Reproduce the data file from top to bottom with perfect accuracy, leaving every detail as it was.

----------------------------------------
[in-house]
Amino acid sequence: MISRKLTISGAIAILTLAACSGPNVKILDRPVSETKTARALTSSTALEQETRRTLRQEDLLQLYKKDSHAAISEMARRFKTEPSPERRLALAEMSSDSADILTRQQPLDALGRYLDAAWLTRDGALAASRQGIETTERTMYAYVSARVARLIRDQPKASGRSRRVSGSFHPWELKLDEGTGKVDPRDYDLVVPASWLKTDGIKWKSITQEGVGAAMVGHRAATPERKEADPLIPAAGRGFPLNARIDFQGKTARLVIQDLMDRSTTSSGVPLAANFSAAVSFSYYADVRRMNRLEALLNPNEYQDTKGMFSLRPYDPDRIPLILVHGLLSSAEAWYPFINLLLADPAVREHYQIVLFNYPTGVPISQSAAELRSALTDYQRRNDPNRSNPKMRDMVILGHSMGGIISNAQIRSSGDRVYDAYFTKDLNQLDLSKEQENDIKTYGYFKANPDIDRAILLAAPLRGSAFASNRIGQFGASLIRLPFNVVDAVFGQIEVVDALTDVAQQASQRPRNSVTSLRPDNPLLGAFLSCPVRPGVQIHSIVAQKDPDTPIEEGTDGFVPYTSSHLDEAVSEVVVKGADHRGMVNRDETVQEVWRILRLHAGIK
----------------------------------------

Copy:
[in-house]
Amino acid sequence: MISRKLTISGAIAILTLAACSGPNVKILDRPVSETKTARALTSSTALEQETRRTLRQEDLLQLYKKDSHAAISEMARRFKTEPSPERRLALAEMSSDSADILTRQQPLDALGRYLDAAWLTRDGALAASRQGIETTERTMYAYVSARVARLIRDQPKASGRSRRVSGSFHPWELKLDEGTGKVDPRDYDLVVPASWLKTDGIKWKSITQEGVGAAMVGHRAATPERKEADPLIPAAGRGFPLNARIDFQGKTARLVIQDLMDRSTTSSGVPLAANFSAAVSFSYYADVRRMNRLEALLNPNEYQDTKGMFSLRPYDPDRIPLILVHGLLSSAEAWYPFINLLLADPAVREHYQIVLFNYPTGVPISQSAAELRSALTDYQRRNDPNRSNPKMRDMVILGHSMGGIISNAQIRSSGDRVYDAYFTKDLNQLDLSKEQENDIKTYGYFKANPDIDRAILLAAPLRGSAFASNRIGQFGASLIRLPFNVVDAVFGQIEVVDALTDVAQQASQRPRNSVTSLRPDNPLLGAFLSCPVRPGVQIHSIVAQKDPDTPIEEGTDGFVPYTSSHLDEAVSEVVVKGADHRGMVNRDETVQEVWRILRLHAGIK